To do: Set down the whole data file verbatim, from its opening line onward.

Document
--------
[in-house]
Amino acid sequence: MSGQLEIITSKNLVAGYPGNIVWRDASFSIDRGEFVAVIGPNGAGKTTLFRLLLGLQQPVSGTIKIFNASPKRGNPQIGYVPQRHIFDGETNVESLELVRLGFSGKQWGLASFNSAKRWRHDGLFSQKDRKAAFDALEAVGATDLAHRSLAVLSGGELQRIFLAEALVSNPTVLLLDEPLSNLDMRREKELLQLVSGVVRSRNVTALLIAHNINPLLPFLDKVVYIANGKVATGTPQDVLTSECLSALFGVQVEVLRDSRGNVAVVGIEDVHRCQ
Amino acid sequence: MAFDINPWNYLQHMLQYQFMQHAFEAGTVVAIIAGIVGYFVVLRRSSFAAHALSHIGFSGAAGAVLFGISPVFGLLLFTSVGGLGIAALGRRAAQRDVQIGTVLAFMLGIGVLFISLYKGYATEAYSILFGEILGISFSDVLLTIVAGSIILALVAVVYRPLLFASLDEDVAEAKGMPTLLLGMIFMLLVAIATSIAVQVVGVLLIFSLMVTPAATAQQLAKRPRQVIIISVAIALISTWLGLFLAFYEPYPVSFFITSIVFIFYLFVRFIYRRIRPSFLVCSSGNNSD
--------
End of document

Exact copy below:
[in-house]
Amino acid sequence: MSGQLEIITSKNLVAGYPGNIVWRDASFSIDRGEFVAVIGPNGAGKTTLFRLLLGLQQPVSGTIKIFNASPKRGNPQIGYVPQRHIFDGETNVESLELVRLGFSGKQWGLASFNSAKRWRHDGLFSQKDRKAAFDALEAVGATDLAHRSLAVLSGGELQRIFLAEALVSNPTVLLLDEPLSNLDMRREKELLQLVSGVVRSRNVTALLIAHNINPLLPFLDKVVYIANGKVATGTPQDVLTSECLSALFGVQVEVLRDSRGNVAVVGIEDVHRCQ
Amino acid sequence: MAFDINPWNYLQHMLQYQFMQHAFEAGTVVAIIAGIVGYFVVLRRSSFAAHALSHIGFSGAAGAVLFGISPVFGLLLFTSVGGLGIAALGRRAAQRDVQIGTVLAFMLGIGVLFISLYKGYATEAYSILFGEILGISFSDVLLTIVAGSIILALVAVVYRPLLFASLDEDVAEAKGMPTLLLGMIFMLLVAIATSIAVQVVGVLLIFSLMVTPAATAQQLAKRPRQVIIISVAIALISTWLGLFLAFYEPYPVSFFITSIVFIFYLFVRFIYRRIRPSFLVCSSGNNSD